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  1. #1
    Join Date
    18th July 07
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    Brighde 's Steaphanaidh Chaimbeul

    I thought you might like to hear of the very musical Campbell girls from Skye - native Gaelic speakers, of course. Here we meet Brighde on cauld wind pipes and Steaphanaidh. (who usually plays harp)
    Their set starts at 18:46
    https://www.bbc.co.uk/iplayer/episod...es-3-episode-3
    If you can't get bbc iplayer you could go to Brighde Chaimbeul's public facebook page and get some of it there with some further sets especially "Dolina Mackay".. Brighde is also brilliant on the great Highland pipe.
    (Sister Mairi is over in the US
    https://www.youtube.com/watch?v=gDvWaTl8ULo
    )

    For the Gaelic fans, notice how Caimbeul becomes lenited because they are fremale.

    Alan
    Last edited by neloon; 15th October 17 at 11:09 AM.

  2. The Following 2 Users say 'Aye' to neloon For This Useful Post:


  3. #2
    Join Date
    9th July 15
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    Banks of the Black Warrior River USA
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    Only very recently discovered her on YouTube, and love watching her play.
    My introduction was this video:

    https://youtu.be/M_7u10kDsHY

    If I have absorbed correctly - and I understand lenition in Scottish Gaelic is not a simple characterization - feminine parts of speech, or parts of speech describing a feminine subject, that begin with non-lenited consonants are preceded by the feminine "a" ? I think? As in 'nighean' or 'latha'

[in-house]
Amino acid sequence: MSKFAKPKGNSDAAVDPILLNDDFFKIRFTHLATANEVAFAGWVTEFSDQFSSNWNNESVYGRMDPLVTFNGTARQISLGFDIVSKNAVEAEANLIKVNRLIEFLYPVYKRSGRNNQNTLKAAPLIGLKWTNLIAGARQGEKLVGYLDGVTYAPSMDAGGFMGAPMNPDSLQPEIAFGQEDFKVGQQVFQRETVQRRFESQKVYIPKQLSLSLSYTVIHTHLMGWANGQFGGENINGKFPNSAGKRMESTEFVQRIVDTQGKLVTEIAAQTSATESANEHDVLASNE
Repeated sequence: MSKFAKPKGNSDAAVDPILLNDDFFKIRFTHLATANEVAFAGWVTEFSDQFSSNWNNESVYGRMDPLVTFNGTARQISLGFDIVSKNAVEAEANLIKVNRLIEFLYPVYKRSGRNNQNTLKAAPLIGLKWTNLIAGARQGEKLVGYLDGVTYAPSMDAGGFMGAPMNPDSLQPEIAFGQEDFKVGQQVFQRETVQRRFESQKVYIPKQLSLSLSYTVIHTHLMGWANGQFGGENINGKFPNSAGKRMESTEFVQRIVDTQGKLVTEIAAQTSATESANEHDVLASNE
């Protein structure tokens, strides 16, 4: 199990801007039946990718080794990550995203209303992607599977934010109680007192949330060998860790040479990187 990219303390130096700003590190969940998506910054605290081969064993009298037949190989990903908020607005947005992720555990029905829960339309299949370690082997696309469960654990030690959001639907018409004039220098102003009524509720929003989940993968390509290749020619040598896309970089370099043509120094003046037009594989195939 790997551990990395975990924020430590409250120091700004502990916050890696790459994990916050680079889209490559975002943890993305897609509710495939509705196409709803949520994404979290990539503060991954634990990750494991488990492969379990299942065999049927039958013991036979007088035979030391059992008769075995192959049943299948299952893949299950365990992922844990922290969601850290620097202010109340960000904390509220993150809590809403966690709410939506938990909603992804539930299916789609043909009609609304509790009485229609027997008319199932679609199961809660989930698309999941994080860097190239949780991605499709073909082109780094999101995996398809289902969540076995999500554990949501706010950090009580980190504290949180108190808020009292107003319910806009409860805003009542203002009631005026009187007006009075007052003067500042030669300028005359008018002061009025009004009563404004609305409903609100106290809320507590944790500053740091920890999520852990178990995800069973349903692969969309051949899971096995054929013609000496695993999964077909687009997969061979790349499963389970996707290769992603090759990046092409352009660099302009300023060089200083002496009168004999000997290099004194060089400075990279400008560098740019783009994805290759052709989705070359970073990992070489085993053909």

"We are all connected...to each other, biologically; to the earth, chemically; to the universe, atomically...and that makes me smile." - Neil deGrasse Tyson

  4. #3
    Join Date
    18th July 07
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    Oh dear! I wish I hadn't added that last sentence because I've opened a can of worms.
    As I don't quite understand your question, I going to bamboozle everybody further by referring you to Wikipedia.
    https://en.wikipedia.org/wiki/Scottish_Gaelic_name
    Now Campbell is not a patronymic form but an adjectival (it means "twisted mouth" just as Cameron means "twisted nose") and so, as the article says, " when used in the female form the first letter is aspirated (if possible)"
    Sometimes a patronymic form is used in Gaelic which is quite different from the "English" form - notice how, in the BBC Alba programme, Mary Anne Kennedy is called Mairi Anna NicUalraig i.e. daughter of Ulrik
    Now, if you really want to torture yourself, have ago at this.
    https://en.wikipedia.org/wiki/Scotti...n_and_spelling
    So, when you're addressing somebody in Gaelic (vocative case) the initial letter will be lenited (aspirated) where it makes sense. Seumas (James) becomes Sheumais (pronounced "Hamish" which is how that name arose). Notice how Mairi Anna addresses our heroines as "Bhrighde agus Steaphanaidh" - Brighde (Bridget) is easily lenited but "S" is not lenited before "t". Most non-Gaelic names are left as is anyway e.g. "Sophie" would not normally be lenited.
    I think I've said quite enough.
    Ailean (Alan)
    Last edited by neloon; 16th October 17 at 03:20 AM.

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